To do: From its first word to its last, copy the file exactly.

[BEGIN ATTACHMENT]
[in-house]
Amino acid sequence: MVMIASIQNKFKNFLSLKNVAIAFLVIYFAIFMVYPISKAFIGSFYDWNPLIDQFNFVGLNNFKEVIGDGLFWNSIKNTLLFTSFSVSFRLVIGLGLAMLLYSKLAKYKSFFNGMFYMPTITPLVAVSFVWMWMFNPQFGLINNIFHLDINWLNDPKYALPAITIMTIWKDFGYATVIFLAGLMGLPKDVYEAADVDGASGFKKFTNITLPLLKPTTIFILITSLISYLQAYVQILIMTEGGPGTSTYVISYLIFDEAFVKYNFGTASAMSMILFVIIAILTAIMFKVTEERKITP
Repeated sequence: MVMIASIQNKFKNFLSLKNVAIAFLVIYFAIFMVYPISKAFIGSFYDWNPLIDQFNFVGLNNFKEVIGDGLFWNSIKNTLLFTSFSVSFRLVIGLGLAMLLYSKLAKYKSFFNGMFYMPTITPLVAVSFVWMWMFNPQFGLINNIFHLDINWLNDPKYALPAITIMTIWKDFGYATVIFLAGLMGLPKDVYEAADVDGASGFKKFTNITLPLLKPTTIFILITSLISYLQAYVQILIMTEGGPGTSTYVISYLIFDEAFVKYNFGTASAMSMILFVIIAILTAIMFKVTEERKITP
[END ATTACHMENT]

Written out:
[in-house]
Amino acid sequence: MVMIASIQNKFKNFLSLKNVAIAFLVIYFAIFMVYPISKAFIGSFYDWNPLIDQFNFVGLNNFKEVIGDGLFWNSIKNTLLFTSFSVSFRLVIGLGLAMLLYSKLAKYKSFFNGMFYMPTITPLVAVSFVWMWMFNPQFGLINNIFHLDINWLNDPKYALPAITIMTIWKDFGYATVIFLAGLMGLPKDVYEAADVDGASGFKKFTNITLPLLKPTTIFILITSLISYLQAYVQILIMTEGGPGTSTYVISYLIFDEAFVKYNFGTASAMSMILFVIIAILTAIMFKVTEERKITP
Repeated sequence: MVMIASIQNKFKNFLSLKNVAIAFLVIYFAIFMVYPISKAFIGSFYDWNPLIDQFNFVGLNNFKEVIGDGLFWNSIKNTLLFTSFSVSFRLVIGLGLAMLLYSKLAKYKSFFNGMFYMPTITPLVAVSFVWMWMFNPQFGLINNIFHLDINWLNDPKYALPAITIMTIWKDFGYATVIFLAGLMGLPKDVYEAADVDGASGFKKFTNITLPLLKPTTIFILITSLISYLQAYVQILIMTEGGPGTSTYVISYLIFDEAFVKYNFGTASAMSMILFVIIAILTAIMFKVTEERKITP